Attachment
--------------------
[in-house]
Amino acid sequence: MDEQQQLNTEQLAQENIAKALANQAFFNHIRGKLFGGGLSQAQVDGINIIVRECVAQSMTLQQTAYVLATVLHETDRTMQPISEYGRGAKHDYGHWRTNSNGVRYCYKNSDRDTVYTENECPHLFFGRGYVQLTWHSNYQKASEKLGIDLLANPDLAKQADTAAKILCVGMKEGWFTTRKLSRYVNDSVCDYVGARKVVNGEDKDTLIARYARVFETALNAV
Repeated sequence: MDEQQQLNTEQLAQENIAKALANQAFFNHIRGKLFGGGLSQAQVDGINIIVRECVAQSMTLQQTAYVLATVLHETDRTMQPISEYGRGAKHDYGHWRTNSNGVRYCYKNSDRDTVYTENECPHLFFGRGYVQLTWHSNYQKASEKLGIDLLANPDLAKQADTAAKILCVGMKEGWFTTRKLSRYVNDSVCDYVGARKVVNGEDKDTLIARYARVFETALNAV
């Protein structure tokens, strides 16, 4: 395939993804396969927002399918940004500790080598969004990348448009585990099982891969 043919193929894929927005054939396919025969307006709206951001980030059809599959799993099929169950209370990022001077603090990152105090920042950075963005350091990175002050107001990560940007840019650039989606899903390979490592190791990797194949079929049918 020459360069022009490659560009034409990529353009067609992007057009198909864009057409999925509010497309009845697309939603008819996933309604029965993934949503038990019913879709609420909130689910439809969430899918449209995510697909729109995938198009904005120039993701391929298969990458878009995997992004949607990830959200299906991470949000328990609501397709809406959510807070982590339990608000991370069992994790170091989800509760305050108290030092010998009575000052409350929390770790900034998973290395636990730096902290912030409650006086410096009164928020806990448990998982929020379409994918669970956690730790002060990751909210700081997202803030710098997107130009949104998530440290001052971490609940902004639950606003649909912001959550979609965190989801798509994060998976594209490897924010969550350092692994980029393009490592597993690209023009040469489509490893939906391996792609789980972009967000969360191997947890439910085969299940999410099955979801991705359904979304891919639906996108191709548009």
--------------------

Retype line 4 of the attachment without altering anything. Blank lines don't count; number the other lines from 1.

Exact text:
């Protein structure tokens, strides 16, 4: 395939993804396969927002399918940004500790080598969004990348448009585990099982891969 043919193929894929927005054939396919025969307006709206951001980030059809599959799993099929169950209370990022001077603090990152105090920042950075963005350091990175002050107001990560940007840019650039989606899903390979490592190791990797194949079929049918 020459360069022009490659560009034409990529353009067609992007057009198909864009057409999925509010497309009845697309939603008819996933309604029965993934949503038990019913879709609420909130689910439809969430899918449209995510697909729109995938198009904005120039993701391929298969990458878009995997992004949607990830959200299906991470949000328990609501397709809406959510807070982590339990608000991370069992994790170091989800509760305050108290030092010998009575000052409350929390770790900034998973290395636990730096902290912030409650006086410096009164928020806990448990998982929020379409994918669970956690730790002060990751909210700081997202803030710098997107130009949104998530440290001052971490609940902004639950606003649909912001959550979609965190989801798509994060998976594209490897924010969550350092692994980029393009490592597993690209023009040469489509490893939906391996792609789980972009967000969360191997947890439910085969299940999410099955979801991705359904979304891919639906996108191709548009």